A Case Of Mayer-Rokitansky-Kuster-Hauser Type II Syndrome – Murcs Variant

Author Information

Honavar PU*, Samant PY**.
(* Assistant Professor, ** Additional Professor and Head of unit, Department of Gynecology and Obstetrics, Seth G S Medical College and K E M Hospital, Mumbai, India.)

Mayer-Rokitansky-Kuster-Hauser (MRKH) syndrome is aplasia of uterus and upper part of vagina. Their presentation is around puberty with primary amenorrhea. It can involve the urinary, skeletal, rarely cardiac or auditory system. The incidence and presentation of each association are varied. Approach to these patients should be pan systemic to diagnose other morbidity and to manage accordingly. One such variant of MRKH syndrome is presented here

MRKH syndrome is characterized by congenital aplasia of the uterus and upper part of the vagina with 46XX karyotype and normal secondary sexual characteristics. The incidence is around 1: 4,500.[1] MRKH type II is associated with renal and vertebral problems. Mullerian duct aplasia-Renal agenesis-cervicothoracic somite dysplasia is abbreviated and referred to as MURCS syndrome. It can have cardiac or hearing defects.[2] GRES Syndrome, the association of Genital Renal And Ear abnormalities has an incidence of 1: 50,000.[3] Cardiac and auditory defects are less frequent with variable severity.[4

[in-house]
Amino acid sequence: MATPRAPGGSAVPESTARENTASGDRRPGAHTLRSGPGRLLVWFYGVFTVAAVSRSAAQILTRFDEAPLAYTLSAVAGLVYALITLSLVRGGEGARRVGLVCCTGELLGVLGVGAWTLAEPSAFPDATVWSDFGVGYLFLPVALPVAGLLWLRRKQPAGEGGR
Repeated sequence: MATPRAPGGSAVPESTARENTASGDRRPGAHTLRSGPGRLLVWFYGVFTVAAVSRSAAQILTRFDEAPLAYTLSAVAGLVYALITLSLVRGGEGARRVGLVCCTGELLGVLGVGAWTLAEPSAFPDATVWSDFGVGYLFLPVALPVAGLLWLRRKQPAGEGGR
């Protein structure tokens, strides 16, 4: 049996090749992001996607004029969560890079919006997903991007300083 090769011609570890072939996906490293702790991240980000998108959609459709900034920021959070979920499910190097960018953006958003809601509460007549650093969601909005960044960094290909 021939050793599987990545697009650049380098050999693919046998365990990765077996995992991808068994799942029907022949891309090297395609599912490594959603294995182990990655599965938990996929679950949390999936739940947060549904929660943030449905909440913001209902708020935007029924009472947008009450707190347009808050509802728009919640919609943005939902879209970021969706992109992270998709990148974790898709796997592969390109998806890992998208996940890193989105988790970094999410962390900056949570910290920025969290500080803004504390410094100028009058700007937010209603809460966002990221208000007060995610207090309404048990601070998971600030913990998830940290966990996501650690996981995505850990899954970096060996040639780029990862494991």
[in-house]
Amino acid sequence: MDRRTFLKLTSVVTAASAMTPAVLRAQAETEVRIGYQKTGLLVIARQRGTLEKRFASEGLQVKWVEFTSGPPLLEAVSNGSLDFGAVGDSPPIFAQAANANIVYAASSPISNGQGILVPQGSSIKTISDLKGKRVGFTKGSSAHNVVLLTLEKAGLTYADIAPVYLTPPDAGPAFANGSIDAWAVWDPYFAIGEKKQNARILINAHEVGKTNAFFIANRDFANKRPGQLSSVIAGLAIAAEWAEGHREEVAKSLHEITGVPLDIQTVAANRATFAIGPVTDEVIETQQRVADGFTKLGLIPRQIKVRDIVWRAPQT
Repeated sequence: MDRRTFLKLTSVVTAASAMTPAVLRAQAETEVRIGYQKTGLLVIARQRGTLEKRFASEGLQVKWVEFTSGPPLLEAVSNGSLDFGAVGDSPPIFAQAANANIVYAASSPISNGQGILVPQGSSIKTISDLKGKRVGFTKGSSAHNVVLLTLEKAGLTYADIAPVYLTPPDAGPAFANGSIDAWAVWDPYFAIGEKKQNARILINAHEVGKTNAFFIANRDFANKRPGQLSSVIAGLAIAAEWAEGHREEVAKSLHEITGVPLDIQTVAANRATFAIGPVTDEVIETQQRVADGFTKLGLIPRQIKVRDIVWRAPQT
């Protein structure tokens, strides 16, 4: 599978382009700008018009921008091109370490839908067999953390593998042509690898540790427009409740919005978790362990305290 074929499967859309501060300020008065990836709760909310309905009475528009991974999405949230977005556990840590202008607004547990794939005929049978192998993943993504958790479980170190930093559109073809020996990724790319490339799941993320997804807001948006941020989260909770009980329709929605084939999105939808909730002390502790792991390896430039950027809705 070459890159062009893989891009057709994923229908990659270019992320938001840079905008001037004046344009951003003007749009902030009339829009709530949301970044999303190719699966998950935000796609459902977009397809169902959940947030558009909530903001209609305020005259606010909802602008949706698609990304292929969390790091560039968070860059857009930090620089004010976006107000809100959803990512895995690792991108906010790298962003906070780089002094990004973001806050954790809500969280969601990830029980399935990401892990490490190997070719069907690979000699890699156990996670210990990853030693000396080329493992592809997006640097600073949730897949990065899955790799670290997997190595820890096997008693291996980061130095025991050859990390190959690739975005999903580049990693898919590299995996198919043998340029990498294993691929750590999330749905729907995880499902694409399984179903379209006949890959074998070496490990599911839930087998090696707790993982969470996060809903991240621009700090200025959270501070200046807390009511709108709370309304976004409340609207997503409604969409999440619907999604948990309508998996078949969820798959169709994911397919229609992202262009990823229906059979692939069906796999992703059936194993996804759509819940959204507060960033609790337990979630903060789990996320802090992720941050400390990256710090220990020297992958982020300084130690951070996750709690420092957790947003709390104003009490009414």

Case Report

A seventeen year old girl presented to the gynaecology outpatient department with complaints of primary amenorrhea. She also had occasional dull aching pain abdomen, which was not cyclical in nature. She was born of a nonconsanguineous marriage. None of her siblings had any significant medical or surgical history. She was averagely built and nourished. Tanner stage V breast development was noted. She had discrete facial dysmorphia with short neck (figure 1) not characterizing any known genetic syndrome. Neck movements were unrestricted.

Figure 1. Photograph of patient showing dysmorphic facies.
Figure 2. Photograph of patient showing lateral view with reconstructed pinna

Genital inspection revealed normal clitoris, labia and urethral meatus and a small blind pouch at the introitus. No thinned out/ bluish tinged bulging membrane noted. On rectal examination, no palpable uterus or mass was felt in the midline or laterally. Medial aspect of right thigh had a scar mark of previous skin graft harvest. She had undergone surgical construction of right pinna in childhood. This explained the child covering her right ear with locks of hair. On uncovering the right ear, a reconstructed auricle was seen. (Figure 2). Left sided pinna appeared normal. On ultrasonography of the abdomen and pelvis, uterus and ovaries were not appreciated. Karyotyping was 46 XX. MRI abdomen and pelvis was suggestive of a small uterus seen to the left of the midline. Reported endometrial thickness was 16 mm. An atretic cervix could not be ruled out, and bilateral ovaries were seen. Both kidneys were normal. A diagnosis of Mayer-Rokitansky-Kuster-Hauser syndrome was made. Her medical records revealed profound deafness right ear and otherwise normal left ear hearing. There was no deformity in the spine. The family was explained about the syndrome and management options.